Pittsburgh Today report finds population shift as young people move to city
March 17, 2013 8:00 AM
A recent Pittsburgh Today report highlighted Lawrenceville as a growing area experiencing a substantial shift in population as younger people move to the neighborhood.
By Ed Blazina Pittsburgh Post-Gazette
It doesn't sound like much, but new and longtime Lawrenceville residents were excited last week when Diamond Cleaners opened in the 5200 block of Butler Street.
A dry-cleaning business is the kind of economic development both groups want to see in the growing community, said Lauren Byrne, executive director of Lawrenceville United.
"Lawrenceville has changed drastically over the last 10 years," Ms. Byrne said. "Not all of the development has been as welcomed, but everybody seemed to be excited about the dry cleaner. That's the kind of business they want to see."
The annual Pittsburgh Today report released last month, "Pittsburgh Today & Tomorrow 2013," highlighted Lawrenceville as a growing area experiencing a substantial shift in population as younger people move into the area. The study (available at pittsburghtoday.org) ranks Pittsburgh against 15 cities of similar size across the country.
The study found that after years of steep declines, the Lawrenceville neighborhood has gotten substantially younger as the population stabilized. From 1990 to 2010, the number of residents 65 or older dropped from 25 to 16 percent.
From 2000 to 2010, the number of young adults, ages 18 to 24, increased by 25 percent. Across the city, the increase in that age group was 17 percent.
In other areas, the study showed continuing trends in a number of categories: Transportation infrastructure is in poor shape due to deteriorating bridges and limited funding; the streets generally have substantially less crime than those in other cities; housing prices have remained stable or risen here while they have declined in many other places; minorities continue to lag behind in education and income; and the Port Authority highlights a public transportation system that generally is lacking sustainable funding and is facing another deadline for substantial cuts in September.
In Lawrenceville, the shift to a younger population -- and community development efforts -- resulted in a substantial increase in the cost of housing, especially in the area known as Lower Lawrenceville. Since 1995, the cost of residential property has risen 104 percent in that neighborhood, compared to 24 percent across the city, the study said.
Ms. Byrne said her agency spends a lot of time integrating younger residents with the established community. In the past few weeks, it hosted mixers to introduce newcomers to the area in each of the distinct parts of the neighborhood, Upper, Central and Lower Lawrenceville.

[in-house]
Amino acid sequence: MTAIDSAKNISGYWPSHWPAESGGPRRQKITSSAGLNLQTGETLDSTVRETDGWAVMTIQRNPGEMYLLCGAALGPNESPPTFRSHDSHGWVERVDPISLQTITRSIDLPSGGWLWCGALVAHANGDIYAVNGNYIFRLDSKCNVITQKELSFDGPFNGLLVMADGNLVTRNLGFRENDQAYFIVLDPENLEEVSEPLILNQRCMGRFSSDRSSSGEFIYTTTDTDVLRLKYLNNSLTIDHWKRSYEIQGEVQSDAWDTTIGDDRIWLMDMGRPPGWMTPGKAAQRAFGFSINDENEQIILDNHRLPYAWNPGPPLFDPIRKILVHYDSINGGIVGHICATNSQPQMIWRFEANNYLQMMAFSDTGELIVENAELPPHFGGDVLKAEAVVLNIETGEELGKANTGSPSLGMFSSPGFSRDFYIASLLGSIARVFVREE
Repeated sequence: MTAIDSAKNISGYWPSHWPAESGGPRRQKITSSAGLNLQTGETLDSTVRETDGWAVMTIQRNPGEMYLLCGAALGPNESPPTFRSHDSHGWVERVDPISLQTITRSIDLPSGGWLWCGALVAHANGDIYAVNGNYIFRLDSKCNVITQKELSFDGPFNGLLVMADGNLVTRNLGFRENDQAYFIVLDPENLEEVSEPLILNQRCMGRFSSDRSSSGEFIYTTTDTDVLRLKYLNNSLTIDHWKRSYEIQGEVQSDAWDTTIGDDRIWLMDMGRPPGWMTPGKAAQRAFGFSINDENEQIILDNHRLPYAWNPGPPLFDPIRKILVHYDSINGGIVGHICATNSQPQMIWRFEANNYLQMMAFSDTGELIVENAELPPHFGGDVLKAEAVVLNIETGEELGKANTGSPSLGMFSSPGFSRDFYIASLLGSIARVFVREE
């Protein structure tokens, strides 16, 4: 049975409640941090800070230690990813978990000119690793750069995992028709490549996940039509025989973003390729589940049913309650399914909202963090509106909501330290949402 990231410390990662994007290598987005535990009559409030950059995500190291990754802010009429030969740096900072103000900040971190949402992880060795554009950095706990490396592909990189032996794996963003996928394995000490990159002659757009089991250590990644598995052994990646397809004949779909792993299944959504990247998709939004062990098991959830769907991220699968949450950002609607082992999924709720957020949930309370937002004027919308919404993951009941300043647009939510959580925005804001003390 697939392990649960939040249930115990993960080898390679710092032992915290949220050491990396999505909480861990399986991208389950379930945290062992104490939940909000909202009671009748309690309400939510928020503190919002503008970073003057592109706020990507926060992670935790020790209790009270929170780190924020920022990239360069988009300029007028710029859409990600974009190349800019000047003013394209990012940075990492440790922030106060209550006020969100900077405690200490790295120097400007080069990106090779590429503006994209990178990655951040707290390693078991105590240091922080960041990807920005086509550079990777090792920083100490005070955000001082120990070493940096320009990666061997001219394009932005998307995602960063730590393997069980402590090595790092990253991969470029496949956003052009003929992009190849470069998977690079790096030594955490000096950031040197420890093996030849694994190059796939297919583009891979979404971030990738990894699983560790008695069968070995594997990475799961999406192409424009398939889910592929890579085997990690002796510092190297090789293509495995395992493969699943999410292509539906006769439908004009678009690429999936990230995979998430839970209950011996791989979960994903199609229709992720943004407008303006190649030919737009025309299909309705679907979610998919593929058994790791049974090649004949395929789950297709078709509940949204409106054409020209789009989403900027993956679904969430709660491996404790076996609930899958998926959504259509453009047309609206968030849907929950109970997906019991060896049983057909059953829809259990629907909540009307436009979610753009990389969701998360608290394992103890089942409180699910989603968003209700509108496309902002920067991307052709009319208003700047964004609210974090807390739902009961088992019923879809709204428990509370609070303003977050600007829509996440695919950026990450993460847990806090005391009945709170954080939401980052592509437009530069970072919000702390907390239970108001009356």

In most cases, she said, newcomers have been attracted by the traditional character and style of the community.
"It's not like they want to create a community of their own," she said. "For the most part, they were attracted by what we already have here. They want to be a part of that."
Because neighborhood residents saw the shift and growth coming, Ms. Byrne said, Lawrenceville has been able to stay ahead of the type of parking and residential-commercial clashes that have developed in areas such as the South Side. The neighborhood has had a hospitality committee for several years to help ease the tension before it gets out of hand.
The dry-cleaning business is the type of service-oriented development that naturally follows a neighborhood's population shift, she said.
"Those will come as growth occurs," she said. "We'll see grocers and other businesses coming along soon."
Allegheny County Executive Rich Fitzgerald, who lives in the city's Squirrel Hill neighborhood, said it's easy to see more young people as he travels about the area.
"We're seeing that through all the young people moving here in all the neighborhoods," he said. "When young people are moving here, they want to be closer, they want to be in the city.
"Young people tend not to like long commutes to go to work. If they're working in the city, they want to be able to walk, use mass transit or bike. We're seeing changing attitudes about where people want to live. I think all that is kind of feeding into the new revitalization of Allegheny County."
Pittsburgh Mayor Luke Ravenstahl wasn't available for an interview, but in a written statement said the city is seeing results from its neighborhood revitalization efforts.
"With a growing job force, affordable new homes in thriving neighborhoods, and great shopping and dining options -- Pittsburgh is a place where young people want to live," the mayor said. "We are currently looking into opportunities to study what factors help attract young professionals to city living. Our goal is to ensure that this current trend continues for decades to come."